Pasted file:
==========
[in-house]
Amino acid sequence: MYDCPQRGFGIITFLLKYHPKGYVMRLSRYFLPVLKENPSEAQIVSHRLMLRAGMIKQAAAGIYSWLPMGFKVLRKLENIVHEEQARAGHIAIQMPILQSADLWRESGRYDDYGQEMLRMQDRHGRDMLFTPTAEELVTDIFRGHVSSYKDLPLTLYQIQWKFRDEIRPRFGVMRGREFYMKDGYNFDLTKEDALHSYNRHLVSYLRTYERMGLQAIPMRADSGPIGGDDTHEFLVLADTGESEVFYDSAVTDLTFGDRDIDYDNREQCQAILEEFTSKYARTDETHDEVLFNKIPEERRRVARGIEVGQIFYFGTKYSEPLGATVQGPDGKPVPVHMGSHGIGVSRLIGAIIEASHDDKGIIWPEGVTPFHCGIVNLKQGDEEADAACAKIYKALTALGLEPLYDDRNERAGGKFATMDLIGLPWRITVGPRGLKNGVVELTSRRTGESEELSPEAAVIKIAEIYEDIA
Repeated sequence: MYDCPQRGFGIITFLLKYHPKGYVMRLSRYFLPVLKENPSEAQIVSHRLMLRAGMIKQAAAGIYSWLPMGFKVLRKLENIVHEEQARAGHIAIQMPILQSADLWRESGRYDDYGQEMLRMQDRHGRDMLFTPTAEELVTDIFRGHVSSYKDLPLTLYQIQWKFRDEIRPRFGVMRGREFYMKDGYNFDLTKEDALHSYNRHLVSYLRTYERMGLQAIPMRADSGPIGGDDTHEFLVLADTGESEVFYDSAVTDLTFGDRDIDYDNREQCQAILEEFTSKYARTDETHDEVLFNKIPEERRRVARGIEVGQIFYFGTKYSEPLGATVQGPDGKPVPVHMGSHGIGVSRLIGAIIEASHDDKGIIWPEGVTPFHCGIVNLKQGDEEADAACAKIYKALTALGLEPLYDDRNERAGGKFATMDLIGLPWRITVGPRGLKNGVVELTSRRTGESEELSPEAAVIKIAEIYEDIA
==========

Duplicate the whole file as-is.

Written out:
[in-house]
Amino acid sequence: MYDCPQRGFGIITFLLKYHPKGYVMRLSRYFLPVLKENPSEAQIVSHRLMLRAGMIKQAAAGIYSWLPMGFKVLRKLENIVHEEQARAGHIAIQMPILQSADLWRESGRYDDYGQEMLRMQDRHGRDMLFTPTAEELVTDIFRGHVSSYKDLPLTLYQIQWKFRDEIRPRFGVMRGREFYMKDGYNFDLTKEDALHSYNRHLVSYLRTYERMGLQAIPMRADSGPIGGDDTHEFLVLADTGESEVFYDSAVTDLTFGDRDIDYDNREQCQAILEEFTSKYARTDETHDEVLFNKIPEERRRVARGIEVGQIFYFGTKYSEPLGATVQGPDGKPVPVHMGSHGIGVSRLIGAIIEASHDDKGIIWPEGVTPFHCGIVNLKQGDEEADAACAKIYKALTALGLEPLYDDRNERAGGKFATMDLIGLPWRITVGPRGLKNGVVELTSRRTGESEELSPEAAVIKIAEIYEDIA
Repeated sequence: MYDCPQRGFGIITFLLKYHPKGYVMRLSRYFLPVLKENPSEAQIVSHRLMLRAGMIKQAAAGIYSWLPMGFKVLRKLENIVHEEQARAGHIAIQMPILQSADLWRESGRYDDYGQEMLRMQDRHGRDMLFTPTAEELVTDIFRGHVSSYKDLPLTLYQIQWKFRDEIRPRFGVMRGREFYMKDGYNFDLTKEDALHSYNRHLVSYLRTYERMGLQAIPMRADSGPIGGDDTHEFLVLADTGESEVFYDSAVTDLTFGDRDIDYDNREQCQAILEEFTSKYARTDETHDEVLFNKIPEERRRVARGIEVGQIFYFGTKYSEPLGATVQGPDGKPVPVHMGSHGIGVSRLIGAIIEASHDDKGIIWPEGVTPFHCGIVNLKQGDEEADAACAKIYKALTALGLEPLYDDRNERAGGKFATMDLIGLPWRITVGPRGLKNGVVELTSRRTGESEELSPEAAVIKIAEIYEDIA